Kampala — NEW details have emerged on how Ugandan guards in Iraq are being fleeced and exploited by recruiting agencies. Not only are the desperate job-seekers forced to pay for fees and air tickets already paid for by the receiving company in Iraq, the recruiting agencies reportedly also take control of their bank accounts.
"This office has received complaints that you have forced every worker to have an account in a bank of your choice in which you have control," Dr. David Ogaram, the Commissioner for Labour, Employment and Industrial Relations, wrote in a letter of February 27, to the 12 recruiting agencies.
He expressed concern that the agencies were withdrawing any amount of money "as and when they wish," were making foreign exchange transfers "at their convenience" and were making deductions without informing the owners.
"Evidence availed to the office supports these complaints. The main concern here is that you are unilaterally accessing money, which is not yours, from the accounts of private clients to the bank," Ogaram wrote.
"You are deducting money from the accounts on trivial reasons without the consent of the owners of the accounts. This cannot happen without the collusion of the bank management. This is tantamount to a syndicate designed to tamper with personal accounts in the bank and is illegal."
He demanded that the agencies provide the ministry with a list of wage remittances and that money wrongfully withheld be paid back within a month.
Tampering with bank accounts is not the only thing recruiting agencies are accused of. Over 40 guards employed by Askar Security Services have sent petitions to the Speaker of Parliament and the US ambassador in Kampala complaining of exploitative practices.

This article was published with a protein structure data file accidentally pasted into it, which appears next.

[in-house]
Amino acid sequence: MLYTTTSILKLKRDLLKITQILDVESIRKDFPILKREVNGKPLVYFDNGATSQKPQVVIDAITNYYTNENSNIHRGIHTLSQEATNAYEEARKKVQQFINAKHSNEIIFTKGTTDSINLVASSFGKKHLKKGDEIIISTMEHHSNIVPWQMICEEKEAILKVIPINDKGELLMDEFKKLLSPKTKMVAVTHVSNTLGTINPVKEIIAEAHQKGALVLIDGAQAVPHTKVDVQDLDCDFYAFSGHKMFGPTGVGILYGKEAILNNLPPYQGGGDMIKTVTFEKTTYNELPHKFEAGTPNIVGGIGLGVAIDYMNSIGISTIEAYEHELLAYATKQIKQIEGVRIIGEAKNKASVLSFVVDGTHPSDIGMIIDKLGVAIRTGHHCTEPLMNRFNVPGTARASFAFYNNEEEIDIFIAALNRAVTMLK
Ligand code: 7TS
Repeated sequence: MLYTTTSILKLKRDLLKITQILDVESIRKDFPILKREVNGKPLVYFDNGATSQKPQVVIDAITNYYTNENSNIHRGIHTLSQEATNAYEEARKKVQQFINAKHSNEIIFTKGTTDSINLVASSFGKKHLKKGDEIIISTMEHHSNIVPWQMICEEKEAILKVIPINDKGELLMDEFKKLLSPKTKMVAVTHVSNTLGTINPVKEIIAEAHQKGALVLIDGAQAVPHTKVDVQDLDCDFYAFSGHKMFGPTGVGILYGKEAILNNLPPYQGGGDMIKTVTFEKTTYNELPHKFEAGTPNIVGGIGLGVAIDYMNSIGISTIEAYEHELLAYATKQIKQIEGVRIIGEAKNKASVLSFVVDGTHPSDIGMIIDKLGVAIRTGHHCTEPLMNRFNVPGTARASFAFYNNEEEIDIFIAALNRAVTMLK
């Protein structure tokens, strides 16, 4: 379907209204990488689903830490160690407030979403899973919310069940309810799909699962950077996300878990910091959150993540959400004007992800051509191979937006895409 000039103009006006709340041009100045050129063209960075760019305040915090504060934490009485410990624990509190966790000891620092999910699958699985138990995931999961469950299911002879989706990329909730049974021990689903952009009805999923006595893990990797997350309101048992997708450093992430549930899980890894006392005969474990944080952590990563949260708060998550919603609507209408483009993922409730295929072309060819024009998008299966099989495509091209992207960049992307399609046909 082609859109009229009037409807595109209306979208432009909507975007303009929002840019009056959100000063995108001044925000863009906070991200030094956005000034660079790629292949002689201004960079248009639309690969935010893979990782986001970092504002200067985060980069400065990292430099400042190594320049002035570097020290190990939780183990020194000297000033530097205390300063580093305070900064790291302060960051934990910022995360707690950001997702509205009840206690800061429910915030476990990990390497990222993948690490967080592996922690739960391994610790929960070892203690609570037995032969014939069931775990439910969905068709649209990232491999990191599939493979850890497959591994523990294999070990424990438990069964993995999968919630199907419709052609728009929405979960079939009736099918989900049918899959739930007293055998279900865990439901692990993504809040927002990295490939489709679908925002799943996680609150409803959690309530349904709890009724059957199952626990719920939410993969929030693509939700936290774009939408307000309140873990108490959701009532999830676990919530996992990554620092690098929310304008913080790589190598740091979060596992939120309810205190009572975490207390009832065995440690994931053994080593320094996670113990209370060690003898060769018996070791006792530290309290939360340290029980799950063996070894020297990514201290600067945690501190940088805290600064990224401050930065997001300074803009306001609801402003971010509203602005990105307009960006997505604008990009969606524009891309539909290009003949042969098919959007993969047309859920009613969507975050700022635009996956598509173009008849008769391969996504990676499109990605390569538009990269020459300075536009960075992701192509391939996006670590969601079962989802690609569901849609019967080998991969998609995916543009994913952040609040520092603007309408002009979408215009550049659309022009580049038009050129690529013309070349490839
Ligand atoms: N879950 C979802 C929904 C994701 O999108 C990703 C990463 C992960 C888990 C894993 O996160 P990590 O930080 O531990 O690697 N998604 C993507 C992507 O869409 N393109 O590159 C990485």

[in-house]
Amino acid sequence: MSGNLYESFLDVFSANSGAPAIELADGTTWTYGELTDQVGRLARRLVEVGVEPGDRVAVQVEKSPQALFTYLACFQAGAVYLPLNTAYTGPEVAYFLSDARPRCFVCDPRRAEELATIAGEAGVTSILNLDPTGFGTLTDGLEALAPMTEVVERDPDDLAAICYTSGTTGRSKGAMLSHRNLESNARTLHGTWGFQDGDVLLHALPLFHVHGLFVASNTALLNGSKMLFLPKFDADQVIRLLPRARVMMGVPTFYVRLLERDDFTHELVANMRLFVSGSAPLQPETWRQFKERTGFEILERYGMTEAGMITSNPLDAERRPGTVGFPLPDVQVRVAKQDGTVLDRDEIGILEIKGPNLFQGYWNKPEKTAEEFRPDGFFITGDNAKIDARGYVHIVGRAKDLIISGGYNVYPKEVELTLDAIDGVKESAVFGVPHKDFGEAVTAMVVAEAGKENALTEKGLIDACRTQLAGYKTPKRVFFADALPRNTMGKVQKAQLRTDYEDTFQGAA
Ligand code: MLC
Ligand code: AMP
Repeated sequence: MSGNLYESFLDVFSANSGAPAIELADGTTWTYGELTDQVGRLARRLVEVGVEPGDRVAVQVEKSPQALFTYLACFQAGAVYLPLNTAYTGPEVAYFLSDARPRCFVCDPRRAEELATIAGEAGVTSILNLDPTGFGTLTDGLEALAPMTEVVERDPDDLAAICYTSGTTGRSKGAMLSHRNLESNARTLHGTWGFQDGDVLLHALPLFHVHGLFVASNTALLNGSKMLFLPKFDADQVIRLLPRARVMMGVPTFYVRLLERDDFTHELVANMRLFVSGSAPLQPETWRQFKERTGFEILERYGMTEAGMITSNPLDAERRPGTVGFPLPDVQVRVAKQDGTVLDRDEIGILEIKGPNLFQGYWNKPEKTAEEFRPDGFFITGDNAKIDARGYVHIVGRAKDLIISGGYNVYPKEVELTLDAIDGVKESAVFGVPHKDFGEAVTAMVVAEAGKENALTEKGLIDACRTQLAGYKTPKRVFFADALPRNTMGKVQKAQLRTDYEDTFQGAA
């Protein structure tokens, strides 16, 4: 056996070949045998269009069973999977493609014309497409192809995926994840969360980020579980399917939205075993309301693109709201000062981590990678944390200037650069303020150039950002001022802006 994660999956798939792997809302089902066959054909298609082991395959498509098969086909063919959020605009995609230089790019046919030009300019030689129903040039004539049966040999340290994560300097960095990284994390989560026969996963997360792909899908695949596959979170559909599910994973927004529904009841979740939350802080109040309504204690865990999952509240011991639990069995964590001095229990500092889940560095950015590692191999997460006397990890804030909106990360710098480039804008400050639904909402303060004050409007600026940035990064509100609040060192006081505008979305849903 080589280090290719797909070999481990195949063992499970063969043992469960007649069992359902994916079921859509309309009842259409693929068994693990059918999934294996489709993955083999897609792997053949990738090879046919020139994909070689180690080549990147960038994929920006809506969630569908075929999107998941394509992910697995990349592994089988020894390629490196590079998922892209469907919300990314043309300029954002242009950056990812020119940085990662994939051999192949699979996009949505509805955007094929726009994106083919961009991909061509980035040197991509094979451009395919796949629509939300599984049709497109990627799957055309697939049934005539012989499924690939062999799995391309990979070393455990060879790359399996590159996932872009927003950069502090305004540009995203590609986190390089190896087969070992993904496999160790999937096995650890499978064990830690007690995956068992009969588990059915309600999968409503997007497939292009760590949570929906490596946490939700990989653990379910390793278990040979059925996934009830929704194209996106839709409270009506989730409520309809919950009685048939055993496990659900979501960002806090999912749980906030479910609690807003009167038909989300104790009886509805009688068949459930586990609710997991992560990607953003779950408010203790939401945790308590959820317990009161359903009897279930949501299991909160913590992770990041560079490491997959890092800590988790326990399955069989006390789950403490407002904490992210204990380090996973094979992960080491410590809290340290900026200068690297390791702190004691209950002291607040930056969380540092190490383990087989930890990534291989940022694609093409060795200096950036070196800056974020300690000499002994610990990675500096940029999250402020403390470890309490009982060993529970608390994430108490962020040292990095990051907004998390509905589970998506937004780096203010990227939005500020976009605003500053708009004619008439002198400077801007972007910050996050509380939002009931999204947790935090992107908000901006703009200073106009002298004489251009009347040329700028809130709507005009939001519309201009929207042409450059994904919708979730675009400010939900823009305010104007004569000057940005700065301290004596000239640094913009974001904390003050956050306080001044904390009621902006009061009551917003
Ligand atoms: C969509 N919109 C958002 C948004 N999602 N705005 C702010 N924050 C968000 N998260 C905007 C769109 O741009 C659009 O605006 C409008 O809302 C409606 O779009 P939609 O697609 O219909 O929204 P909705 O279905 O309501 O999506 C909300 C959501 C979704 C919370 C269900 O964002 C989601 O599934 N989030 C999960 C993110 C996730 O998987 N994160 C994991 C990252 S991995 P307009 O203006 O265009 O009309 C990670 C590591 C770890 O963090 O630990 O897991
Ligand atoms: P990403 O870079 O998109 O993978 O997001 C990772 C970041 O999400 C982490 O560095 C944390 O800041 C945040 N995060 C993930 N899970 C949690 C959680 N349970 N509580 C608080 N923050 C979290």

"We were charged a registration fee of sh200,000. All of us paid this money. We realised afterwards that Beowulf (the receiving company in Iraq) had paid for the costs of registration to have us ready for deployment", the petition read.
"Kellen (Kayonga, MD of Askar) captures our passports and keeps them in her custody in order for us not to seek other opportunities with other companies. Kellen has also been charging some of us, who travel, replacement flight costs. Beowulf made it clear that that cost was catered for also."
They also complained that two of their colleagues were shot while on duty and were supposed to be compensated through Askar to the tune of $80,000 each. "They have never seen the money to date."
When asked for a reaction, Kayonga told Saturday Vision the sh200,000 was for a medical examination, fingerprints, immunisation and training, which was not covered by Beowulf. On the casualties, she said one got shot when testing his gun and no compensation was paid.
She denied allegations that their passports were being confiscated. The company only deducts money when somebody is sacked, she said.
"What we did when signing the contract is that in case of dismissal, we have to pay for the ticket back. I pay for the ticket and then deduct from their money," she said.
A letter by Donald F. Rector, the director of Beowulf International, gives an insight into the bitter fight over the lucrative job market in Iraq.
Beowulf had been contacted in January 2006 by EOD Technologies, an American company working for the Department of Defence, to provide security guards for Camp Victory in Baghdad, Rector explained in a memo to labour minister Mwesigwa Rukutana.